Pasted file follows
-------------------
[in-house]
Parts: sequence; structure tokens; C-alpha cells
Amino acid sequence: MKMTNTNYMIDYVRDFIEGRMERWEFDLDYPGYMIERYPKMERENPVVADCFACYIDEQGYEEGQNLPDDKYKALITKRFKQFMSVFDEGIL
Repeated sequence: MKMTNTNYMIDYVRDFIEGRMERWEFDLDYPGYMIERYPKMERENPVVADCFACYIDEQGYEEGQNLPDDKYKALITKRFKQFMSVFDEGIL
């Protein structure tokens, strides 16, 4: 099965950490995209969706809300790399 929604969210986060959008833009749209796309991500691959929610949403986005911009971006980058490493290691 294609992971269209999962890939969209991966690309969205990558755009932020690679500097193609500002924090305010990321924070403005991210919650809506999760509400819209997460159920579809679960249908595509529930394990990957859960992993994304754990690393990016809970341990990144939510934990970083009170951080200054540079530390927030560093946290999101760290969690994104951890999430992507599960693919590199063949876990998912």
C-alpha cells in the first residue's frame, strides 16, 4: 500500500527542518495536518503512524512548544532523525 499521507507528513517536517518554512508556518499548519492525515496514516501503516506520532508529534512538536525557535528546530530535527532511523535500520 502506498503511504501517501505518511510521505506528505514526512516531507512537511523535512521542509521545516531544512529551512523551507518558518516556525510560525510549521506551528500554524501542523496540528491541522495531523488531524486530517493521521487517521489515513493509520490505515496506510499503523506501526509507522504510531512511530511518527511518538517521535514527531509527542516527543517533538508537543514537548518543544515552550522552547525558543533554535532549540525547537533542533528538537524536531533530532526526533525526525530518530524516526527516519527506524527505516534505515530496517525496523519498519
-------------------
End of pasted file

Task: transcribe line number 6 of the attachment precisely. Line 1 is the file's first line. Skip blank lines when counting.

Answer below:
C-alpha cells in the first residue's frame, strides 16, 4: 500500500527542518495536518503512524512548544532523525 499521507507528513517536517518554512508556518499548519492525515496514516501503516506520532508529534512538536525557535528546530530535527532511523535500520 502506498503511504501517501505518511510521505506528505514526512516531507512537511523535512521542509521545516531544512529551512523551507518558518516556525510560525510549521506551528500554524501542523496540528491541522495531523488531524486530517493521521487517521489515513493509520490505515496506510499503523506501526509507522504510531512511530511518527511518538517521535514527531509527542516527543517533538508537543514537548518543544515552550522552547525558543533554535532549540525547537533542533528538537524536531533530532526526533525526525530518530524516526527516519527506524527505516534505515530496517525496523519498519